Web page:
of wolves from the American landscape had opened the door for coyotes—small,
solitary, and crafty animals better adapted to life alongside humans—to spread
eastward into the wolves’ former range. In the salt marshes, the coyotes
encountered the last surviving red wolves, whose numbers were so depleted that
they took the coyotes as their mates. Thus, they diluted their own gene pool
with each new hybrid generation. In 1974, the nature writer Edward Hoagland
visited the area and found just a few “sorry smaller specimens” of red wolf—sickly,
pathetic creatures that bore little resemblance to the fearsome predators he
had expected and that seemed doomed to extinction. “It soon seemed to me,”
Hoagland wrote, “there may be no hope.”
When the Fish and Wildlife Service decided to save the red wolf, its first challenge was to separate the wolves from the coyotes. Genetic testing was primitive and impractical, so the agency relied instead on morphology. It trapped some 400 animals, weighed each of them, compared their howls, and measured their skulls using X-rays. It then compared the cranial measurements with red wolf skulls from the 1940s, a time before hybridization with coyotes was believed to have started. In the end, it identified just 14 animals as true red wolves. The animals were transferred to Point Defiance Zoo in Tacoma, and the red wolf was declared extinct in the wild.
“The red wolf had always been a puzzle,” Robert Wayne, a biologist at UCLA, told me. In 1991, he and a team of researchers set out to decipher the red wolf’s origins. At that time, some scientists believed the red wolf was more closely related to the coyote, while others believed it was more like the gray wolf. But the only available evidence was a handful of fossils and historical records. Few scientists had ever worked with living red wolves. Wayne and his team wanted to settle the question of the red wolf’s origins once and for all. “I was hoping to be the first person to sequence DNA from a red wolf,” said Susan Jenks, a biologist at Russell Sage College who co-authored the analysis.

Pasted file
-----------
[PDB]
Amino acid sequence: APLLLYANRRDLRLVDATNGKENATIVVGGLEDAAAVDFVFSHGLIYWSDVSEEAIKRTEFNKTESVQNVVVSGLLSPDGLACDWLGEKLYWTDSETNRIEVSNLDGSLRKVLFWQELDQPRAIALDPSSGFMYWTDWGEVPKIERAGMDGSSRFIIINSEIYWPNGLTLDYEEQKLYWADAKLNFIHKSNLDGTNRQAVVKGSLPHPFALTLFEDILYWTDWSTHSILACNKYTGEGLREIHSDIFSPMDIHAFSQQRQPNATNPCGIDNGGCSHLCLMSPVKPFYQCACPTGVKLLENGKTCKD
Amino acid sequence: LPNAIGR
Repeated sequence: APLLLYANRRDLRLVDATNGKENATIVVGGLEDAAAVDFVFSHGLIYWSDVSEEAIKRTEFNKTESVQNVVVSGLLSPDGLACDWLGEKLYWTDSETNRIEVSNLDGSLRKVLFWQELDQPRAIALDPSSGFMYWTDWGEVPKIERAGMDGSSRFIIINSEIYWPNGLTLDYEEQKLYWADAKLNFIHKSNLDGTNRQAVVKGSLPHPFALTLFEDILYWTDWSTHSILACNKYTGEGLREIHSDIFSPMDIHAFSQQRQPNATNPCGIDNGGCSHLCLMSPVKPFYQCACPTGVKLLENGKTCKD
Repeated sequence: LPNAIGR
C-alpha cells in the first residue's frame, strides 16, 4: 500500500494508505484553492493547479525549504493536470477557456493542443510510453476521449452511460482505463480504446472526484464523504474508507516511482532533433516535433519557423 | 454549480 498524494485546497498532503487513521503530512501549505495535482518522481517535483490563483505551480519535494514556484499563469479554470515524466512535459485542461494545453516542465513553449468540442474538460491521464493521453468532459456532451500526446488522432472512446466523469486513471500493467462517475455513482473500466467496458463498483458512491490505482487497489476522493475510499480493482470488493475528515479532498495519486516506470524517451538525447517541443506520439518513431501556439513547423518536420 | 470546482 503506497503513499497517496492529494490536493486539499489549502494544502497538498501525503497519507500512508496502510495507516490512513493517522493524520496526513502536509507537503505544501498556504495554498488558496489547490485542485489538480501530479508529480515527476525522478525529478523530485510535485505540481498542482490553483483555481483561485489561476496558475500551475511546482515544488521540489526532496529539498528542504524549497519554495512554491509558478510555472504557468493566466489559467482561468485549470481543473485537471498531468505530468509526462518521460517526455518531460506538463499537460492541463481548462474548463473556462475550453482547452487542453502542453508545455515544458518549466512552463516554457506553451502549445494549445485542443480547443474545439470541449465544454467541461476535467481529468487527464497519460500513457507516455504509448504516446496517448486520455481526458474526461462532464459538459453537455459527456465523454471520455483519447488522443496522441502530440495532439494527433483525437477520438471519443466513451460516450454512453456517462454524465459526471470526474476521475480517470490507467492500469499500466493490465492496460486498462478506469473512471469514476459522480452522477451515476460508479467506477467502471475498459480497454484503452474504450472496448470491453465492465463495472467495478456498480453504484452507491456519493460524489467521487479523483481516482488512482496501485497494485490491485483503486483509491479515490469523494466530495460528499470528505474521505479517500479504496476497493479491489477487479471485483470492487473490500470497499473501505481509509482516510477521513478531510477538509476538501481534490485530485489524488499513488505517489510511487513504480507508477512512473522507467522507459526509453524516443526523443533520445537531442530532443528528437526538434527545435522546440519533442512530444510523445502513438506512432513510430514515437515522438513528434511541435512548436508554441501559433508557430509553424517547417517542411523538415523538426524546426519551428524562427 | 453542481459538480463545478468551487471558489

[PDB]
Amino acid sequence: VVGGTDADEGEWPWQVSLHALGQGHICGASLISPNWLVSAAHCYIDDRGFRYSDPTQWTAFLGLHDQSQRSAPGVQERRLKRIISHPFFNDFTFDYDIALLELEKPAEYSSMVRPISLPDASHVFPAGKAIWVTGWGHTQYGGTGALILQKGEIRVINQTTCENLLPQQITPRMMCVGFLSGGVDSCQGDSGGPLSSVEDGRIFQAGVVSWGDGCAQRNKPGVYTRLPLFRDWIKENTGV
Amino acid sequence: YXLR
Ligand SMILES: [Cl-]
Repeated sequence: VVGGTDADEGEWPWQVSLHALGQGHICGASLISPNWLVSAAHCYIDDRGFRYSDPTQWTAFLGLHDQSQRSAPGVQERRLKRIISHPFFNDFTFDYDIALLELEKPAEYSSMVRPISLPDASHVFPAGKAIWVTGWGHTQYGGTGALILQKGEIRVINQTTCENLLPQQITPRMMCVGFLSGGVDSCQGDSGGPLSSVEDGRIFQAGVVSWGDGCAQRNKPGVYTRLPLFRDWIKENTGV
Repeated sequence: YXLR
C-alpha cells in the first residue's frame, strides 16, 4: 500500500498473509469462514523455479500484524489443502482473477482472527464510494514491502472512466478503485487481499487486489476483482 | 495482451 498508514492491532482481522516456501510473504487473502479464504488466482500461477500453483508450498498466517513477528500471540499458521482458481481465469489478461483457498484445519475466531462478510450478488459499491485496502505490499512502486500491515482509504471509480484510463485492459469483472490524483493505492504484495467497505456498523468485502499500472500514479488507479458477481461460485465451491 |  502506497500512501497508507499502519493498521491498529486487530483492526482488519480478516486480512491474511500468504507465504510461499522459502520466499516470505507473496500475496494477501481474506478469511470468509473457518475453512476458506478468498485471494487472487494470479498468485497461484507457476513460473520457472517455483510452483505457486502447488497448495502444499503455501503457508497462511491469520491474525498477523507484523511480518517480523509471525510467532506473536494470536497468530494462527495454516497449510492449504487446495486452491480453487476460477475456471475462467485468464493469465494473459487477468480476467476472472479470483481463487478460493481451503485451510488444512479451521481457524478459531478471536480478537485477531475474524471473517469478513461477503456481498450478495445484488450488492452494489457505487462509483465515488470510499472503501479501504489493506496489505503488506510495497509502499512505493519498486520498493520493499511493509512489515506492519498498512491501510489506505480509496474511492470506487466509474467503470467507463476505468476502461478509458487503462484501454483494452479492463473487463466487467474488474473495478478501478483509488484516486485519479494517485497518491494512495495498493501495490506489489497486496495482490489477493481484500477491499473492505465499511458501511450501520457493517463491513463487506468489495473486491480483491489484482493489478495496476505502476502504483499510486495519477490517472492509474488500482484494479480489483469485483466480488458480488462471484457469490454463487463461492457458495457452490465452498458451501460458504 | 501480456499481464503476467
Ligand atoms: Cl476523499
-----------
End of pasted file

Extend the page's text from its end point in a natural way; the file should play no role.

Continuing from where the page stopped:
Wayne and Jenks started with blood samples from red wolves living in captivity in American zoos, focusing on 4 percent of the genome. When they sequenced the DNA, however, they were mystified. Every section of red wolf DNA matched almost exactly with the equivalent section of DNA from two other animals: the gray wolf and the coyote. They found no part of the red wolf’s genome that was unique. “I kept running the analyses and checking and double-checking for contamination,” Jenks said. The conclusion, however, was inescapable. “Finally it occurred to me it would make sense that they’re hybrids,” Jenks said.
Morphological measurements had long been one of the traditional methods of taxonomy. But Wayne and Jenks argued that, in the case of the red wolf, the Fish and Wildlife Service’s analysis had been unreliable. After testing the DNA of red wolves living in zoos, they examined old samples from wild wolves as well. They looked at 77 blood samples taken from wild canids in Texas and Louisiana between 1974 and 1976, shortly before the red wolves’ rescue. Each sample had been classified as red wolf, coyote, or hybrid based on morphological criteria. When Wayne and Jenks analyzed the DNA, however, their initial findings were confirmed. The majority of wild red wolf samples had coyote genotypes, while the rest had gray wolf genotypes. Once again, Wayne and Jenks found no unique red wolf DNA.